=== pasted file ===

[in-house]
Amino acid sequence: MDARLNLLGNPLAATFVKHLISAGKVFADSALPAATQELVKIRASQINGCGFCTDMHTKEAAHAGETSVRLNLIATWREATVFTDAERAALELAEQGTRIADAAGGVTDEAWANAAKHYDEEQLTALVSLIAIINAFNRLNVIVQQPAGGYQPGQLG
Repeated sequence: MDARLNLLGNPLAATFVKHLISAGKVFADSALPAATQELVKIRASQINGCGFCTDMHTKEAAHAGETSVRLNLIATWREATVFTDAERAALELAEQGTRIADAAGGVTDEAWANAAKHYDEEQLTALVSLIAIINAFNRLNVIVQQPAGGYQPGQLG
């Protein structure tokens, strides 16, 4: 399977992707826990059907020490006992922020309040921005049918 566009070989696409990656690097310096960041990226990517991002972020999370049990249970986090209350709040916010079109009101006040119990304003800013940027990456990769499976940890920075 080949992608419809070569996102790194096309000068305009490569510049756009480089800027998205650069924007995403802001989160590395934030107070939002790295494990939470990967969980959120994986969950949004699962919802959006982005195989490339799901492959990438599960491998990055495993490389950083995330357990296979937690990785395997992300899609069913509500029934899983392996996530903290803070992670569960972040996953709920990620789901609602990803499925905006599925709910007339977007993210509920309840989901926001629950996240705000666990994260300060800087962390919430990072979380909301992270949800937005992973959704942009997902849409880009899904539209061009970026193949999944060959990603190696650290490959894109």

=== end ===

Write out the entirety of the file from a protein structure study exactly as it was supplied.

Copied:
[in-house]
Amino acid sequence: MDARLNLLGNPLAATFVKHLISAGKVFADSALPAATQELVKIRASQINGCGFCTDMHTKEAAHAGETSVRLNLIATWREATVFTDAERAALELAEQGTRIADAAGGVTDEAWANAAKHYDEEQLTALVSLIAIINAFNRLNVIVQQPAGGYQPGQLG
Repeated sequence: MDARLNLLGNPLAATFVKHLISAGKVFADSALPAATQELVKIRASQINGCGFCTDMHTKEAAHAGETSVRLNLIATWREATVFTDAERAALELAEQGTRIADAAGGVTDEAWANAAKHYDEEQLTALVSLIAIINAFNRLNVIVQQPAGGYQPGQLG
């Protein structure tokens, strides 16, 4: 399977992707826990059907020490006992922020309040921005049918 566009070989696409990656690097310096960041990226990517991002972020999370049990249970986090209350709040916010079109009101006040119990304003800013940027990456990769499976940890920075 080949992608419809070569996102790194096309000068305009490569510049756009480089800027998205650069924007995403802001989160590395934030107070939002790295494990939470990967969980959120994986969950949004699962919802959006982005195989490339799901492959990438599960491998990055495993490389950083995330357990296979937690990785395997992300899609069913509500029934899983392996996530903290803070992670569960972040996953709920990620789901609602990803499925905006599925709910007339977007993210509920309840989901926001629950996240705000666990994260300060800087962390919430990072979380909301992270949800937005992973959704942009997902849409880009899904539209061009970026193949999944060959990603190696650290490959894109």